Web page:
These parts are designed to mount an E3D Titan with pancake stepper motor, with a v6 heat sink and volcano hot end to the CR-10 family of printers. Once assembled and mounted this will place the nozzle in the same position as the original hot end. It is designed to go onto the carriage taking as little space as possible so that no printing space is lost in any axis.
The parts for my build were ordered of AliExpress (Trianglelab) and can be seen in one of the stock pictures except that I swapped the hot end with a volcano.
You can choose to go with a 40mm fan, 80mm fan, or add a part cooling fan of your design.
In addition to the titan, v6, volcano, and other associated parts you will need either:
a) 4x 1mm M3 and 3x 1.2mm M3 socket head screws
b) 7x 1.2mm M3 socket head screws
Remove the stock housing and hot end from the carriage. Place aside and keep all the screws together to be able to re-use this part in the future.
The pegs used to attach the stock heat sink are used as locator/support pegs with the mount but will not be screwed in. Check now that those pegs fit in the matching two holes of the mount. If your printer made the holes a bit too small, which is common, simply enlarge the holes very slightly with a 7/32 drill bit. Don't go fast and let the bit do the work. The mount slip onto the pegs without much effort yet be nice and snug with no play.
Use four screws (1 or 1.2mm, depending on the fan) to mount your part cooling fan to the funnel (either 40mm or 80mm). Screw directly into the plastic which will squeek as you do it but will hold nicely.
Use one 1.2 mm screw to attach the part cooling funnel to the mount. Again screw directly into the plastic. Don't make it too tight at this point.
Attach the stepper motor, titan, and v6 heat sink to the mount using the supplied hardware and following the instructions found here: https://wiki.e3d-online.com/wiki/Titan_Assembly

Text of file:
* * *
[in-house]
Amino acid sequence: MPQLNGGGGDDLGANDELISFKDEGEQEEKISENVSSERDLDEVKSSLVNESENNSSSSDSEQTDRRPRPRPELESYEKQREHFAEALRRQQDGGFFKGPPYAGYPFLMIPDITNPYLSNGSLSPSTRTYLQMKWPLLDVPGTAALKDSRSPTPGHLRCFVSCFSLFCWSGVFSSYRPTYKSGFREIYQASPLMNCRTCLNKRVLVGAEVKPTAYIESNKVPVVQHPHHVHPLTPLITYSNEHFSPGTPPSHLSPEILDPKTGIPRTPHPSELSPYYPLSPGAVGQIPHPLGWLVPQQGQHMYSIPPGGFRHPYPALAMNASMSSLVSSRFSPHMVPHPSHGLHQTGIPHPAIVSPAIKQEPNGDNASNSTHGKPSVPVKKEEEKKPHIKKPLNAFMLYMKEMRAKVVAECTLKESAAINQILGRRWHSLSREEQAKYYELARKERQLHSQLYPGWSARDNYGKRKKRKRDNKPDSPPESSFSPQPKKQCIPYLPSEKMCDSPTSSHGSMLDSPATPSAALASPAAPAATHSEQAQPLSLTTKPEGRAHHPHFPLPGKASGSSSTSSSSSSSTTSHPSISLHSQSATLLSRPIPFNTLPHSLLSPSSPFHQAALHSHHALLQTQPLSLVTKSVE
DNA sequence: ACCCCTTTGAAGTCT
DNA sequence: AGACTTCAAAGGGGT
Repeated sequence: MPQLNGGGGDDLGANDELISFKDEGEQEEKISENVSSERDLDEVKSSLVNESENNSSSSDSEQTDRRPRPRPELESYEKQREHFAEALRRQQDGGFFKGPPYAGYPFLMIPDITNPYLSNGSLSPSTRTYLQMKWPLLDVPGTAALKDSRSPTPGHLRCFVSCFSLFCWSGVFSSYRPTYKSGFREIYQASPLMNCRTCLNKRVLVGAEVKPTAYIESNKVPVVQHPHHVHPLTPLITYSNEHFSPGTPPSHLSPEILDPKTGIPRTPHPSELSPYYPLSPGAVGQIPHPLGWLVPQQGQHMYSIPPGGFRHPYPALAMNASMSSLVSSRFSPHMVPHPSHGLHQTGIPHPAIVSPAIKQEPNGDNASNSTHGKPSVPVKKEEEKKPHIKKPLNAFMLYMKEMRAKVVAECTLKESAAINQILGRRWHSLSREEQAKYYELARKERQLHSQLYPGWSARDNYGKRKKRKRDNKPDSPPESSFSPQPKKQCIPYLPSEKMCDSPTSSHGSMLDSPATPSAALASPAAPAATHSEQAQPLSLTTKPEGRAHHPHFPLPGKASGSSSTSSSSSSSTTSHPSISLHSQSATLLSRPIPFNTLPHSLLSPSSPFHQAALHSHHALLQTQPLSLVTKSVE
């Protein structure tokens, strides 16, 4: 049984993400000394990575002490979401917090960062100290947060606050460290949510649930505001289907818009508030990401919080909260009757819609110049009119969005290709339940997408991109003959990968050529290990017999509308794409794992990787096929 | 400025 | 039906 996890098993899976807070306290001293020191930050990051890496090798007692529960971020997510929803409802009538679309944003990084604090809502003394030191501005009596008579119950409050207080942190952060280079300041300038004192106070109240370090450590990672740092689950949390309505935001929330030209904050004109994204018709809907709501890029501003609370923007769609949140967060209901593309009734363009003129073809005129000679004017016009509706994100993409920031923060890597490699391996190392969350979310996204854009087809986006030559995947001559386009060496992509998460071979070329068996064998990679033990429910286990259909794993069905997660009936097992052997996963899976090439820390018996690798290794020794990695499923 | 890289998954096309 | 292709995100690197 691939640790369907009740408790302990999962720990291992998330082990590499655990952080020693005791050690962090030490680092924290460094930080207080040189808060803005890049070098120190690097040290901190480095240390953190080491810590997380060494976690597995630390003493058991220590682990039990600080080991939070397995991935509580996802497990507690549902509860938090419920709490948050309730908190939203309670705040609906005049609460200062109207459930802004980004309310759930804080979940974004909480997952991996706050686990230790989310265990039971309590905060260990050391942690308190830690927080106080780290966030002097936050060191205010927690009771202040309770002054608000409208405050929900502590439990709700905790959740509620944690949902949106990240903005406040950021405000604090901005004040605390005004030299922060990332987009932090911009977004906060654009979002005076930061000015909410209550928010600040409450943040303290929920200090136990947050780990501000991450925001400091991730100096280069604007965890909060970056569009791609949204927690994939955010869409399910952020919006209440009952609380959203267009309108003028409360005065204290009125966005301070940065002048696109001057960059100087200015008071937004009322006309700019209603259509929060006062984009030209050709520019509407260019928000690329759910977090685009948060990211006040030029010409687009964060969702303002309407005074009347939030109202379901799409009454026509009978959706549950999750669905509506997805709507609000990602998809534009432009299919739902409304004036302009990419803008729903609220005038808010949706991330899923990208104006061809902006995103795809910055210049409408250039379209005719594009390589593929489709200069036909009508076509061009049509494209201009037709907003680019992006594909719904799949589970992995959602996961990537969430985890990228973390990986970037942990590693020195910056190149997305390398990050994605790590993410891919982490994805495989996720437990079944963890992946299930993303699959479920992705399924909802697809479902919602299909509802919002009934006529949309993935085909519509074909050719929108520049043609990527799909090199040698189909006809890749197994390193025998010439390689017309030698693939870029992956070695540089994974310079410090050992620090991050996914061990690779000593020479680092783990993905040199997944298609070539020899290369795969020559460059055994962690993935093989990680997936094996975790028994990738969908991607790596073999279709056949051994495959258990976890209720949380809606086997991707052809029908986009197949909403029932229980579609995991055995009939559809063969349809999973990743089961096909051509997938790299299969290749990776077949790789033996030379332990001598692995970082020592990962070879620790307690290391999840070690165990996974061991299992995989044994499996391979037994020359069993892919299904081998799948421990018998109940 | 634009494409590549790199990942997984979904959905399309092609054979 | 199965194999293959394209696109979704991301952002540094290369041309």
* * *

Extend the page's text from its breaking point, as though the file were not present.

Attach the mount to the carriage by slipping it onto the pegs. Use two 1.2mm M3 socket head screws to secure the mount to the carriage by the holes used to mount the stock metal housing. Note that one screw is recessed into the mount and will stick out the back more - this is normal. Tighten the screws well but be careful not to damage the plastic mount.
Attach the 30mm heat sink fan to the mount using the supplied screws. Three holes are provided in the mount but I just used the top left and bottom right ones.
Pointing the part cooling fan
With the 40mm fan there is little adjustment to be done but with the 80mm fan you need to get the right angle. In both cases lower your newly attached assembly to the print surface (make sure your printer is off when you do this) and adjust the fan so that the tip is a mm or two off the print surface. Once there you can tighten down the fan funnel mounting screw used in step 4.
Getting it connected
Once all attached you will still need to wire up the new parts to your printer. There are many options there so I'll leave you to use the one you like best. I chose to cut the stock cable half way to the controller box and put in an 8 pin Molex connector. This way I can swap this VDM print head or the original print head by turning a few screws and plugging a few connectors, no soldering each time.
You'll need to connect the pancake stepper motor to the controller box as well. I made a connector that the original cable plugs into so that I just unplug the original extruder motor and plug in the new one. Read up on four wire stepper motors and polarity when doing this so that you do it right. I had to correct the steps per mm of my extruder since the stepper motor is different. At time of writing I'm still running the stock firmware on my CR-10 so I cannot permanently update it on the controller. Instead I added this line to my start Gcode in my slicer:
M92 E418; set steps per mm of extruder to 418
About the design
I designed this to allow me to do large prints rapidly which requires extruding a large volume of plastic quickly, with no snags in the filament, and with plenty of cooling. Because some of these prints will be done in TPE and TPU a direct drive solution seemed appropriate. Also the design of the titan, used in this way, makes it very quick to switch between 1.75mm and 3mm filament, another requirement when pushing out lots of plastic quickly.